March comes in like a lion finally spent basically a whole episode in its reflective, melancholy tone this week, and the results were predictably excellent. The show’s random tonal switches and jokes are such an isolated weakness that I actually don’t really feel that put off by them – they’re awkward, but when it comes to all the stuff that counts, March is excellent. I’m looking forward to following these characters for a long time!
You can check out my full review over at ANN, or my extremely limited notes below.
The nice thing about working for ANN and Crunchyroll is that I get to be as greedy as I want when it comes to writing about shows. Sure, I’ve already got three great anime over at ANN, but why should Flip Flappers have to be left out? So this week I return to Flip Flappers, and talk about some of the neat details used to construct Cocona’s internal world. I hope you enjoy it!
Why It Works: FLIP FLAPPERS’ Lonely World of Windows and Doors
Alright, time for some Eureka Seven! It’s been a while since I watched any of this one, so I’m very ready for some surfing robots. Once I’ve cleared up Brotherhood, Eureka Seven will probably be the biggest of the semi-modern gateway anime I really have to commit to, just to see one more big piece of anime history. So let’s get right to it!
Hello and welcome to another episode of Nichijou! We’re nearing the halfway point of the series, which means it may be time for some of the show’s greatest secrets to be revealed. Will Mai tell her friends about the event that keeps her up at night? Will the professor break the terrible news to Nano and Sakamoto? Will the red light-green light pair finally settle their differences and find happiness?
Yeah, I don’t expect anything like any of that to happen. Let’s watch some goddamn jokes.
Girlish Number’s second episode wasn’t quite as entertaining as the first, but it had a lot more structural work to do, so I’m happy to be forgiving. My main concern now is exactly how farcically the show will present its take on the industry – too much absurdity and incompetence, and it just won’t feel like a world at all. But the dialogue is still very strong, and that does a lot of work by itself.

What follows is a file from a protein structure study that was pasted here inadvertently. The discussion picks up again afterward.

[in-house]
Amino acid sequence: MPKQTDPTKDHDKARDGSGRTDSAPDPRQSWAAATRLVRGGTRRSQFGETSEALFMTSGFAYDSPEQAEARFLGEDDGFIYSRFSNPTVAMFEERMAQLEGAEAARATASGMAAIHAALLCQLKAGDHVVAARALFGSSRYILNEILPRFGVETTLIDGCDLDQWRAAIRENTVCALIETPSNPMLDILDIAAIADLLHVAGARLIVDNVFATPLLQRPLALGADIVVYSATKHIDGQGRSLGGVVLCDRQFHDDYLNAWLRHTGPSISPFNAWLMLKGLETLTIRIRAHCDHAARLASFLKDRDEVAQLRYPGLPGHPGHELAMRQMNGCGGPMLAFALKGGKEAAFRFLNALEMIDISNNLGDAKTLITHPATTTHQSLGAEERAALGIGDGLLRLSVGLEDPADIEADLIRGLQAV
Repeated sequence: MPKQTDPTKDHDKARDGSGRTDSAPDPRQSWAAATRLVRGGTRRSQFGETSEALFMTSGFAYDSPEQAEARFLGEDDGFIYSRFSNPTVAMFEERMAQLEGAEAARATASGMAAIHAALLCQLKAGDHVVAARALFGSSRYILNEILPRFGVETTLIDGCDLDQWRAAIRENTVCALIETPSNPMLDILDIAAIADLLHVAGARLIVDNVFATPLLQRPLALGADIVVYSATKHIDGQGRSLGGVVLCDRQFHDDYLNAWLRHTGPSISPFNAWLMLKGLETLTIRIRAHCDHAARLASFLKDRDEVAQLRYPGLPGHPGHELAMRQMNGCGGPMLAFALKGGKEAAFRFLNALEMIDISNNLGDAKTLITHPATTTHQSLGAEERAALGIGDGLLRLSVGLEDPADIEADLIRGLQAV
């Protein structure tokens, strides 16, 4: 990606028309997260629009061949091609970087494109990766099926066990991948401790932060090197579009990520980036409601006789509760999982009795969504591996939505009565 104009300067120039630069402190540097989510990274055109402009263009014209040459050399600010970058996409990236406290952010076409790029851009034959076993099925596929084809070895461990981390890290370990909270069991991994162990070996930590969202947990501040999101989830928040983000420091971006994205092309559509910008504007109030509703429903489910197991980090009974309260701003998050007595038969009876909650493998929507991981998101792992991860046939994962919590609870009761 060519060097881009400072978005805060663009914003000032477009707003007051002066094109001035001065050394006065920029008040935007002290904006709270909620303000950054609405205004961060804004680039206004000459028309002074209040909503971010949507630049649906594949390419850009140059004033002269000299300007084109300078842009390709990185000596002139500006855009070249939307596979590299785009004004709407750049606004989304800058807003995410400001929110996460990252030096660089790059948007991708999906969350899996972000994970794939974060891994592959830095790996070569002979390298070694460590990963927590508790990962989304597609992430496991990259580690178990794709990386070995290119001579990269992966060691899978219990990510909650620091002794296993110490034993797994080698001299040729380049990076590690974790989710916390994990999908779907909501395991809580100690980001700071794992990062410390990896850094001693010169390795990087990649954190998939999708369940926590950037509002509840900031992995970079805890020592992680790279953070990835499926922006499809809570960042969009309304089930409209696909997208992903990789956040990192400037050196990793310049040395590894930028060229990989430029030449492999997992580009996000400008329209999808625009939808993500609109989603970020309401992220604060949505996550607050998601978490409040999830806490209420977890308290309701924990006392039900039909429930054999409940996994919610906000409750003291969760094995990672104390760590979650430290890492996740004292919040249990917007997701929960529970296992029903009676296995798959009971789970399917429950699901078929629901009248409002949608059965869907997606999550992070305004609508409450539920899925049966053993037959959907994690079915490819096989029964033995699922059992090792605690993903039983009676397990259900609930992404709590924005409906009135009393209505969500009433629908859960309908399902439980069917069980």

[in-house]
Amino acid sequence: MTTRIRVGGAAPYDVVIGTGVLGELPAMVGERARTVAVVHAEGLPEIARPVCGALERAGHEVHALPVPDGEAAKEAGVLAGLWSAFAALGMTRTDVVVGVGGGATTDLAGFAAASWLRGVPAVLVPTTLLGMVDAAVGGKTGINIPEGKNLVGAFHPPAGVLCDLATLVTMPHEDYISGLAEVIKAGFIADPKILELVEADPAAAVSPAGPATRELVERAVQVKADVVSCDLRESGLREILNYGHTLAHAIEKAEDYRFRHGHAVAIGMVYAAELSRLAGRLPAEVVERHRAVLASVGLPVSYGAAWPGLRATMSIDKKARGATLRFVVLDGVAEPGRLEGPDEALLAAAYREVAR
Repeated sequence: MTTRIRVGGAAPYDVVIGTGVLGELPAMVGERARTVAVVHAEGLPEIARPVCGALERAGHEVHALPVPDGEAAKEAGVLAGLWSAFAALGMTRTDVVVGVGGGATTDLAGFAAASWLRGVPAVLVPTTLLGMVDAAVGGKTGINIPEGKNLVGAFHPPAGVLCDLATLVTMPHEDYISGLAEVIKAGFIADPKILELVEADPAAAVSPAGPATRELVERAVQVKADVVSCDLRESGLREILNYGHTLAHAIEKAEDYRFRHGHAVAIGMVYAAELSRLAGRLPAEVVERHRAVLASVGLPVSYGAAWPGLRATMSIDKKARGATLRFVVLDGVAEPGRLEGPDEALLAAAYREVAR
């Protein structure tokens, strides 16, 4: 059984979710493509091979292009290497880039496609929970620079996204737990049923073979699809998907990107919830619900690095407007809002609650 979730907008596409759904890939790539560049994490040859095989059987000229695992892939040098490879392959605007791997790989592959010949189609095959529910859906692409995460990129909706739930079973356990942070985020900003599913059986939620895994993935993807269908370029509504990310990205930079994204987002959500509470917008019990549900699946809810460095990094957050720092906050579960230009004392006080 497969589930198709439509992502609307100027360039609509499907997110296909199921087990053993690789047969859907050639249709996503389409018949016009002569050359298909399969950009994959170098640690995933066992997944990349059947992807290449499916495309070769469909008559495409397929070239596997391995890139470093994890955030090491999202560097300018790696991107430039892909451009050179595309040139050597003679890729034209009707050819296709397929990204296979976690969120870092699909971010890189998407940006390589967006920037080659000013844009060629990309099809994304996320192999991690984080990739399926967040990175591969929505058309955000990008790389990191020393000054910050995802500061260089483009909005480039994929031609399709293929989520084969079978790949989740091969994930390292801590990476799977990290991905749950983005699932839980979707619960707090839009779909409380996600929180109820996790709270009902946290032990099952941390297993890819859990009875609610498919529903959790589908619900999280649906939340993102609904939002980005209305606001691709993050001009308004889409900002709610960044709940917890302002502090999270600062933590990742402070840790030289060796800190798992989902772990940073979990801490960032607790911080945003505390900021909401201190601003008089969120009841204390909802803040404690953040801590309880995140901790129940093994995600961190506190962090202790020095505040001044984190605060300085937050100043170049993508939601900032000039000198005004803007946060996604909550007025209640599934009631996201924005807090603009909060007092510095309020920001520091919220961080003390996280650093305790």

You can check out my full review over at ANN, or my notes below.
Oh jeez, Sound! Euphonium was really good this week? How friggin’ predictable.
Yeah, this episode was great. Given a cohesive thematic center through Kumiko’s repeated reflections on competitions, full of sharp conversations featuring some as-of-yet underutilized characters, it basically did everything I’d want from a Eupho episode. And that gorgeous performance by Asuka at the end was basically a cherry on top – the show didn’t need that moment, but it’s sometimes those accidental encounters that end up the most meaningful. Euphonium is a hell of a show.
You can check out my full review over at ANN, or my notes below!
Today I reviewed Thunderbolt Fantasy, because why the hell wouldn’t I review Thunderbolt Fantasy. The show was ridiculously entertaining, easily one of the best times I’ve had this year, and thoroughly deserving of more recognition. I get the feeling the puppet style means it naturally breaks the suspension of disbelief for many fans out there, but hopefully spotlighting its strengths will convince a few more people to give it a chance. I’m sorry I doubted you, Urobuchi. Do whatever weird experiment you want next, I’m definitely on board.
You can check out my full review over at ANN.
Preview week has finally concluded, and most shows are already past their second or even third episodes. This season turned out to be even more bountiful than I’d expected, meaning I’ve had to make some ruthless cuts to make the absolutely most efficient usage of my cartoon consumption experience. Magical Girl Raising Project’s second episode killed the sleepy magical girl, so it’s off the list. Keijo’s second episode only had me intermittently laughing through its first half, so it’s gone. With roughly forty or fifty weekly articles to write, I’ve been forced to cut down my list of “leisure anime” to only the fiercest, boldest, most ruthless entertainment machines on the market. It’s brutal work watching all these cartoons, but I can take solace in compressing the painstaking work of dozens of artists and animators into an offhand paragraph for your lunch break consumption. Let’s grit our teeth, clench our bowels, and RUN THIS DOWN!
Welp, somebody paid for some Popee the Performer notes, and you all know what that means. All I really know about Popee is that it’s an insane CG shock-comedy spectacle and that @shinmaru has very honorably matched my dedication to Speedwagon with his own psycho clown avatar. I really don’t know what, i craft I’ll be able to glean out of this experience, but I’m beginning to suspect you guys fund these things just to see me try and spin meaning out of bullshit, so hopefully my generous benefactor will be satisfied either way. Let’s get right into Popee the God Damn Performer!
And with March comes in like a lion, we’ve got all three of my episodic shows up and running. March is very excellent so far – its tone can sometimes feel disjointed and its comedy can be pretty bad, but its characters and framing are easily strong enough to make up for those issues. Some shows can get by purely by conveying a character’s headspace as well as this show’s first episode – the fact that it seems the character development going forward will be just as strong is gravy. I’m having a great time with this one!
You can check out my full review over at ANN, or my episode two notes below.